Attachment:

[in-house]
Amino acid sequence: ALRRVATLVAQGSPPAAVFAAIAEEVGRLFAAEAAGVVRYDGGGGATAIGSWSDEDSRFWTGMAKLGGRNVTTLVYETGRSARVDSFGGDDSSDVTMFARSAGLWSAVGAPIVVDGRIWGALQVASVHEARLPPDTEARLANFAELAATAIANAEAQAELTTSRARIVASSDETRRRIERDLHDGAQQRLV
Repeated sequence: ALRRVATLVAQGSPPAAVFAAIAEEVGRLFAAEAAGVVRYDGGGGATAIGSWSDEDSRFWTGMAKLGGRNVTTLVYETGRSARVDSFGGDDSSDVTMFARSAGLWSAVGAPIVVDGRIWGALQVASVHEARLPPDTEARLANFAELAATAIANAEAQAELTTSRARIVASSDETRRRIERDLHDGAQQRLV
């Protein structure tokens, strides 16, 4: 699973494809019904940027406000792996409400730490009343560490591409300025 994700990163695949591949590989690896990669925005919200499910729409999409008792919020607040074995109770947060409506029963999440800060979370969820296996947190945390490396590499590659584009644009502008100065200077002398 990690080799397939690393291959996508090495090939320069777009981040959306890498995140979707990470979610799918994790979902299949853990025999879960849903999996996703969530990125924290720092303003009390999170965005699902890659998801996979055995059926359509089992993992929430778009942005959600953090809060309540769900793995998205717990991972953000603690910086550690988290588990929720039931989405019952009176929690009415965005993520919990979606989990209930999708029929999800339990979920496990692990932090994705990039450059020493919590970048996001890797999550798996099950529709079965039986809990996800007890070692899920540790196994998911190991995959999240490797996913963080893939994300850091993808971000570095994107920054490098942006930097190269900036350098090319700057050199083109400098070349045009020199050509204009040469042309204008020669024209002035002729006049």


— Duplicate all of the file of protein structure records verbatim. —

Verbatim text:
[in-house]
Amino acid sequence: ALRRVATLVAQGSPPAAVFAAIAEEVGRLFAAEAAGVVRYDGGGGATAIGSWSDEDSRFWTGMAKLGGRNVTTLVYETGRSARVDSFGGDDSSDVTMFARSAGLWSAVGAPIVVDGRIWGALQVASVHEARLPPDTEARLANFAELAATAIANAEAQAELTTSRARIVASSDETRRRIERDLHDGAQQRLV
Repeated sequence: ALRRVATLVAQGSPPAAVFAAIAEEVGRLFAAEAAGVVRYDGGGGATAIGSWSDEDSRFWTGMAKLGGRNVTTLVYETGRSARVDSFGGDDSSDVTMFARSAGLWSAVGAPIVVDGRIWGALQVASVHEARLPPDTEARLANFAELAATAIANAEAQAELTTSRARIVASSDETRRRIERDLHDGAQQRLV
């Protein structure tokens, strides 16, 4: 699973494809019904940027406000792996409400730490009343560490591409300025 994700990163695949591949590989690896990669925005919200499910729409999409008792919020607040074995109770947060409506029963999440800060979370969820296996947190945390490396590499590659584009644009502008100065200077002398 990690080799397939690393291959996508090495090939320069777009981040959306890498995140979707990470979610799918994790979902299949853990025999879960849903999996996703969530990125924290720092303003009390999170965005699902890659998801996979055995059926359509089992993992929430778009942005959600953090809060309540769900793995998205717990991972953000603690910086550690988290588990929720039931989405019952009176929690009415965005993520919990979606989990209930999708029929999800339990979920496990692990932090994705990039450059020493919590970048996001890797999550798996099950529709079965039986809990996800007890070692899920540790196994998911190991995959999240490797996913963080893939994300850091993808971000570095994107920054490098942006930097190269900036350098090319700057050199083109400098070349045009020199050509204009040469042309204008020669024209002035002729006049």